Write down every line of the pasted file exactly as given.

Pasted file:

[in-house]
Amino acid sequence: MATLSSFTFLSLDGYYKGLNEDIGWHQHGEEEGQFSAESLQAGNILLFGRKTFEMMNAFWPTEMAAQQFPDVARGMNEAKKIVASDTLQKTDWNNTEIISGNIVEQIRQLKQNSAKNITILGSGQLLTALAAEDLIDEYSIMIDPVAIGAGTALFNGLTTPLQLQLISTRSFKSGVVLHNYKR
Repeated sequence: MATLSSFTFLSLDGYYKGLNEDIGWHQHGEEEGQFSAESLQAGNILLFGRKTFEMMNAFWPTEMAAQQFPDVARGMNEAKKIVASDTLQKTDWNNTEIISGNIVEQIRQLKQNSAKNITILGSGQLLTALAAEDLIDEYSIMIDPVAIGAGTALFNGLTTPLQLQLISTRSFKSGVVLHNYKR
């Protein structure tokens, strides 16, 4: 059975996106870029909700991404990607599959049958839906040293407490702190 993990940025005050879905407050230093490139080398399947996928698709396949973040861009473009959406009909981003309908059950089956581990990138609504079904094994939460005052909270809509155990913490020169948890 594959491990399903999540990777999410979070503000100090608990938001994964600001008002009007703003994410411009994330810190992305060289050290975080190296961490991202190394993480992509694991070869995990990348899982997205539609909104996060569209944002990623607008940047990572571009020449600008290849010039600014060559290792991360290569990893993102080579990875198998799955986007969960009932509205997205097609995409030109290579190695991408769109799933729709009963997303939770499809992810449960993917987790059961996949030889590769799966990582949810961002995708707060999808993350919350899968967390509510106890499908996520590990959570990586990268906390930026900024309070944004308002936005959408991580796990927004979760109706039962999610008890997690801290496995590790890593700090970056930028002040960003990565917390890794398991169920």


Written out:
[in-house]
Amino acid sequence: MATLSSFTFLSLDGYYKGLNEDIGWHQHGEEEGQFSAESLQAGNILLFGRKTFEMMNAFWPTEMAAQQFPDVARGMNEAKKIVASDTLQKTDWNNTEIISGNIVEQIRQLKQNSAKNITILGSGQLLTALAAEDLIDEYSIMIDPVAIGAGTALFNGLTTPLQLQLISTRSFKSGVVLHNYKR
Repeated sequence: MATLSSFTFLSLDGYYKGLNEDIGWHQHGEEEGQFSAESLQAGNILLFGRKTFEMMNAFWPTEMAAQQFPDVARGMNEAKKIVASDTLQKTDWNNTEIISGNIVEQIRQLKQNSAKNITILGSGQLLTALAAEDLIDEYSIMIDPVAIGAGTALFNGLTTPLQLQLISTRSFKSGVVLHNYKR
């Protein structure tokens, strides 16, 4: 059975996106870029909700991404990607599959049958839906040293407490702190 993990940025005050879905407050230093490139080398399947996928698709396949973040861009473009959406009909981003309908059950089956581990990138609504079904094994939460005052909270809509155990913490020169948890 594959491990399903999540990777999410979070503000100090608990938001994964600001008002009007703003994410411009994330810190992305060289050290975080190296961490991202190394993480992509694991070869995990990348899982997205539609909104996060569209944002990623607008940047990572571009020449600008290849010039600014060559290792991360290569990893993102080579990875198998799955986007969960009932509205997205097609995409030109290579190695991408769109799933729709009963997303939770499809992810449960993917987790059961996949030889590769799966990582949810961002995708707060999808993350919350899968967390509510106890499908996520590990959570990586990268906390930026900024309070944004308002936005959408991580796990927004979760109706039962999610008890997690801290496995590790890593700090970056930028002040960003990565917390890794398991169920």